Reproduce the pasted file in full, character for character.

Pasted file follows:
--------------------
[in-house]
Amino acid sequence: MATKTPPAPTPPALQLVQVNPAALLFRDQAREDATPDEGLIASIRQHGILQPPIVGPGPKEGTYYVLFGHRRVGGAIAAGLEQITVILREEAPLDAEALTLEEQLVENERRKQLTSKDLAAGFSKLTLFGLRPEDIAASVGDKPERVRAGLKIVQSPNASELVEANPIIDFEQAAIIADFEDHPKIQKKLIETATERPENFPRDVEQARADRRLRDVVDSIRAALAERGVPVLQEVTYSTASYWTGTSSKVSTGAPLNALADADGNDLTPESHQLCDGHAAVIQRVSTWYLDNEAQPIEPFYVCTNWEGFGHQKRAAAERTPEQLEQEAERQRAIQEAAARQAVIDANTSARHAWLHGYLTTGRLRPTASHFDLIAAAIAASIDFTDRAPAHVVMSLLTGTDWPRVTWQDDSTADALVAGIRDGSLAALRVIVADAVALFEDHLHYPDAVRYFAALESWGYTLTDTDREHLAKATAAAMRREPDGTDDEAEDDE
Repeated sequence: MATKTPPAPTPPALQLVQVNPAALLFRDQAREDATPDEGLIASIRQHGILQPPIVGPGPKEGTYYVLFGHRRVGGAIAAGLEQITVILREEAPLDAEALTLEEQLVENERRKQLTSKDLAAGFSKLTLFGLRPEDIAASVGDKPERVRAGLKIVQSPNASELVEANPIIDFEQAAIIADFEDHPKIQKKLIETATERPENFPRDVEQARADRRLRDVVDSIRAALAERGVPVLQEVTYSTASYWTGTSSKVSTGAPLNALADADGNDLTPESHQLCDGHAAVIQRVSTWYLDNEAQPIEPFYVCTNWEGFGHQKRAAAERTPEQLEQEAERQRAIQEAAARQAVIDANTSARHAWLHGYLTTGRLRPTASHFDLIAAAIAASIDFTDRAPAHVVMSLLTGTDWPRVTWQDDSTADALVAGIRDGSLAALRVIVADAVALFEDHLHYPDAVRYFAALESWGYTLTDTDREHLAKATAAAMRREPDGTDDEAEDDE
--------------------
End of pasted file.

[in-house]
Amino acid sequence: MATKTPPAPTPPALQLVQVNPAALLFRDQAREDATPDEGLIASIRQHGILQPPIVGPGPKEGTYYVLFGHRRVGGAIAAGLEQITVILREEAPLDAEALTLEEQLVENERRKQLTSKDLAAGFSKLTLFGLRPEDIAASVGDKPERVRAGLKIVQSPNASELVEANPIIDFEQAAIIADFEDHPKIQKKLIETATERPENFPRDVEQARADRRLRDVVDSIRAALAERGVPVLQEVTYSTASYWTGTSSKVSTGAPLNALADADGNDLTPESHQLCDGHAAVIQRVSTWYLDNEAQPIEPFYVCTNWEGFGHQKRAAAERTPEQLEQEAERQRAIQEAAARQAVIDANTSARHAWLHGYLTTGRLRPTASHFDLIAAAIAASIDFTDRAPAHVVMSLLTGTDWPRVTWQDDSTADALVAGIRDGSLAALRVIVADAVALFEDHLHYPDAVRYFAALESWGYTLTDTDREHLAKATAAAMRREPDGTDDEAEDDE
Repeated sequence: MATKTPPAPTPPALQLVQVNPAALLFRDQAREDATPDEGLIASIRQHGILQPPIVGPGPKEGTYYVLFGHRRVGGAIAAGLEQITVILREEAPLDAEALTLEEQLVENERRKQLTSKDLAAGFSKLTLFGLRPEDIAASVGDKPERVRAGLKIVQSPNASELVEANPIIDFEQAAIIADFEDHPKIQKKLIETATERPENFPRDVEQARADRRLRDVVDSIRAALAERGVPVLQEVTYSTASYWTGTSSKVSTGAPLNALADADGNDLTPESHQLCDGHAAVIQRVSTWYLDNEAQPIEPFYVCTNWEGFGHQKRAAAERTPEQLEQEAERQRAIQEAAARQAVIDANTSARHAWLHGYLTTGRLRPTASHFDLIAAAIAASIDFTDRAPAHVVMSLLTGTDWPRVTWQDDSTADALVAGIRDGSLAALRVIVADAVALFEDHLHYPDAVRYFAALESWGYTLTDTDREHLAKATAAAMRREPDGTDDEAEDDE